|Santa Monica, the weekend we met.|
That phone conversation went on for an hour and a half, and during that time, we found out that, not only were we both from Missouri, our hometowns were only an hour apart, which eventually led to nine months of dating long distance before we got engaged and set a wedding date of August 7. (Note: for the record, we wanted to get married in September or October, but our parents were TOO BUSY then, so we had to go with August, the hottest, most humid time of the year in Missouri.)
Our plan was for me to stay in Nashville until the end of May, then I would send everything I owned to Los Angeles in a moving truck, go spend two weeks at my parents' house, tying up loose ends with the wedding, and then drive on out to California. We would then set up housekeeping while maintaining separate bedrooms (shut up, it's my story) until a week before the wedding, when I would fly back to Missouri. My soon-to-be husband would follow me out a few days later, not wanting to take too much time off work before the wedding, so he could take off afterwards for the honeymoon.
Just one wee little problem.
Missouri had a three-day waiting period for a marriage license. Soon-to-be husband would not be arriving until the day before the wedding.
Fortunately (and thank goodness for small towns), it was possible to have a judge waive the three-day wait. And my dad was friends with a judge. Disaster averted.
Fast forward to August 6. Everything was in place for the wedding. My soon-to-be husband was flying from LAX to Kansas City and would be arriving in the early afternoon, at which time he would rent a car and drive the two and a half hours south to my hometown. This would get him there in time for us to go to the Recorder of Deeds and get the license before the office closed at 4:30 and then head to the wedding rehearsal.
Next little problem.
The Great Flood of 1993.
|Missouri River at Kansas City|
Heavy rains that began in the fall of 1992 led to record flooding the summer of 1993. FEMA had been dispatched to the area, as had other relief workers. And those relief workers had rented cars. Many, many cars. And it left very, very few rental cars available for anyone else to use, as in, apparently, only one.
When my soon-to-be husband arrived at the rental car office, the agent told him that he realized he had a reservation, but there was a little problem. Seems the family that had rented the car that was to be his wanted to keep it a little longer, even though the agent told them it was not possible, as the car was already promised to someone else.
The husband told his wife they would have to give up the car.
The wife would not give in and refused to get out of the car.
My soon-to-be husband was flipping out. He had a small window of opportunity in which to pick up the car and drive to my hometown before the Recorder of Deeds closed for the day.
The husband begged with his wife.
She sat firmly in the car.
Finally, my soon-to-be husband leaned in, told her he was getting married the next day and needed the car to get there, and she reluctantly got out.
Land-speed records were broken as my soon-to-be husband turned a two and a half hour drive into one that lasted about an hour and fifteen minutes, but he made it in the nick of time, the license was issued, and we were one step closer to being married.
All went smoothly after that point. Rehearsal, fine. Rehearsal dinner, fine, except for the seemingly endless amount of time that my cousin, on one side of me, turned to talk to the person next to her and my soon-to-be husband, on the other side of me, turned to talk to the person on the other side of him, and I was left with no one to talk to and nothing to do but pick at my food.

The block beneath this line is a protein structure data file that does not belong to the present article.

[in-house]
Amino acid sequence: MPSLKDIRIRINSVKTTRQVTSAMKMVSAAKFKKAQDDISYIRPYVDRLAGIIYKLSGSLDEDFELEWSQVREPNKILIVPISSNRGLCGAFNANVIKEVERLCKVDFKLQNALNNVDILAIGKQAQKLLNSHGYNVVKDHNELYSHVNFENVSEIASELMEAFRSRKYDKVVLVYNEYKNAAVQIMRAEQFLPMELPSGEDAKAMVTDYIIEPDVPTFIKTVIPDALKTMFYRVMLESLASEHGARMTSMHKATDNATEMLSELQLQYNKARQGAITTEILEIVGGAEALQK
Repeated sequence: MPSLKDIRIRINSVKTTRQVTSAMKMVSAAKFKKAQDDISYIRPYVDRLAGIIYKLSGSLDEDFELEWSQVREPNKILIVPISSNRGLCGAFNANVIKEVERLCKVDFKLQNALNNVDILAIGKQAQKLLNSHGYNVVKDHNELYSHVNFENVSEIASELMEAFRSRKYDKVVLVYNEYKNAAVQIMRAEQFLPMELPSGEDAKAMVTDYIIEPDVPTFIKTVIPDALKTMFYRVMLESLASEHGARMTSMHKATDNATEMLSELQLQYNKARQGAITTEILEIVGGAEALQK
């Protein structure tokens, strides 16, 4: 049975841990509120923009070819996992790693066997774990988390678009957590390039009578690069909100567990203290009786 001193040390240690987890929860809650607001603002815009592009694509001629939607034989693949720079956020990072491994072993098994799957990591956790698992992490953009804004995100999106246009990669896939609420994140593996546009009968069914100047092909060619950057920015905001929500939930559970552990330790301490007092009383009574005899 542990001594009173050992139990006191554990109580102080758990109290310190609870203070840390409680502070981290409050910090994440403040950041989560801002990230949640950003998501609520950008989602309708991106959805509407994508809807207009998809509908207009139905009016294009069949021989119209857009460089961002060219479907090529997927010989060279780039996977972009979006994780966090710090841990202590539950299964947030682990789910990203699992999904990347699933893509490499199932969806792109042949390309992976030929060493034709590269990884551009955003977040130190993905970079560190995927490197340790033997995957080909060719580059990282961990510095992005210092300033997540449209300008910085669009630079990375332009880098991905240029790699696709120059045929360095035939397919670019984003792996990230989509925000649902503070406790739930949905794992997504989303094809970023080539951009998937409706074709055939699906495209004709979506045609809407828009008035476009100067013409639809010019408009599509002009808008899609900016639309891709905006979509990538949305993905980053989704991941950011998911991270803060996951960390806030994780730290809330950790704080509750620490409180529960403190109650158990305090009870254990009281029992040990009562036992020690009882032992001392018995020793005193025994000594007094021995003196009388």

Mother Nature was kind to us that week, because instead of horrifically high humidity and hot temperatures, it was delightfully, unseasonably cool. I still didn't want to risk sweating in my wedding dress, so I turned the air conditioning down in the church just about as low as it would go. You could have hung meat in the sanctuary.
Our ceremony was scheduled for 10:30 in the morning, and the food at the reception would be breakfast food, plus cake, of course. There would be ham biscuits, turkey sausage, little muffins and sweet rolls, and breakfast casserole. Orange juice and apple juice, but no punch. (I went 'round and 'round with my mom on that one, because I hate punch and refused to have it at my wedding. When I said there wouldn't be coffee if we had to have punch, she backed down.)
We took our pictures before the wedding (I am not superstitious and thought it was silly to make everyone wait for the reception to begin while we took them). Everything was progressing nicely. The string quartet was playing. The church was filling with friends and family.
I was waiting in the narthex when my dad came up to me and said, "Problem. The caterer isn't here, but we're not telling your mom."
Seems the caterer, who had come recommended by my MIL and with whom my mother and I had met and discussed the event extensively, was having car problems. We kept it from my mother until we heard back from the caterer that she was finally on her way.
Just as I was ready to walk down the aisle, the caterer wheeled into the parking lot.
Everything else, I am happy to report, went without a hitch. My childhood minister married us. The ceremony was short and to the point and had a lovely responsive reading in it. The reception was relaxed and festive, and we were able to visit with everyone who came. (My parents fixed us plates of food, but we didn't take more than a bite or two, because we were so busy with our guests.)
Who would have thought that one chance phone conversation would lead to this?
Happy 20th anniversary, Skippy. I love you and wouldn't want to take this ride with anyone but you.